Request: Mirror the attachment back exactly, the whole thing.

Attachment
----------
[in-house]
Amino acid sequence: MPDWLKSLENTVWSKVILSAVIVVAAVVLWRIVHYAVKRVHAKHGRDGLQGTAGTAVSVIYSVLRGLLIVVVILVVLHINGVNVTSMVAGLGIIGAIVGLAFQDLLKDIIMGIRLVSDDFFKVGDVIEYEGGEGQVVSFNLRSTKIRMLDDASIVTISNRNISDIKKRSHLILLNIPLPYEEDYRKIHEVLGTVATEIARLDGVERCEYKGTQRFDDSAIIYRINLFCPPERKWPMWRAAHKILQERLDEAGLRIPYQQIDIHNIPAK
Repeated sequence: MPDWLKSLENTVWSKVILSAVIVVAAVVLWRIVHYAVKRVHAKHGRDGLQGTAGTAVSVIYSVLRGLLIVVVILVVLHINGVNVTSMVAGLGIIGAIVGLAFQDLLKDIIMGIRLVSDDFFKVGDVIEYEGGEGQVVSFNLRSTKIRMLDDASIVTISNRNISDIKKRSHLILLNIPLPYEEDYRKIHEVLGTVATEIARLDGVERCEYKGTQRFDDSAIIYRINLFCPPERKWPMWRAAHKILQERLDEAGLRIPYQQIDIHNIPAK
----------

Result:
[in-house]
Amino acid sequence: MPDWLKSLENTVWSKVILSAVIVVAAVVLWRIVHYAVKRVHAKHGRDGLQGTAGTAVSVIYSVLRGLLIVVVILVVLHINGVNVTSMVAGLGIIGAIVGLAFQDLLKDIIMGIRLVSDDFFKVGDVIEYEGGEGQVVSFNLRSTKIRMLDDASIVTISNRNISDIKKRSHLILLNIPLPYEEDYRKIHEVLGTVATEIARLDGVERCEYKGTQRFDDSAIIYRINLFCPPERKWPMWRAAHKILQERLDEAGLRIPYQQIDIHNIPAK
Repeated sequence: MPDWLKSLENTVWSKVILSAVIVVAAVVLWRIVHYAVKRVHAKHGRDGLQGTAGTAVSVIYSVLRGLLIVVVILVVLHINGVNVTSMVAGLGIIGAIVGLAFQDLLKDIIMGIRLVSDDFFKVGDVIEYEGGEGQVVSFNLRSTKIRMLDDASIVTISNRNISDIKKRSHLILLNIPLPYEEDYRKIHEVLGTVATEIARLDGVERCEYKGTQRFDDSAIIYRINLFCPPERKWPMWRAAHKILQERLDEAGLRIPYQQIDIHNIPAK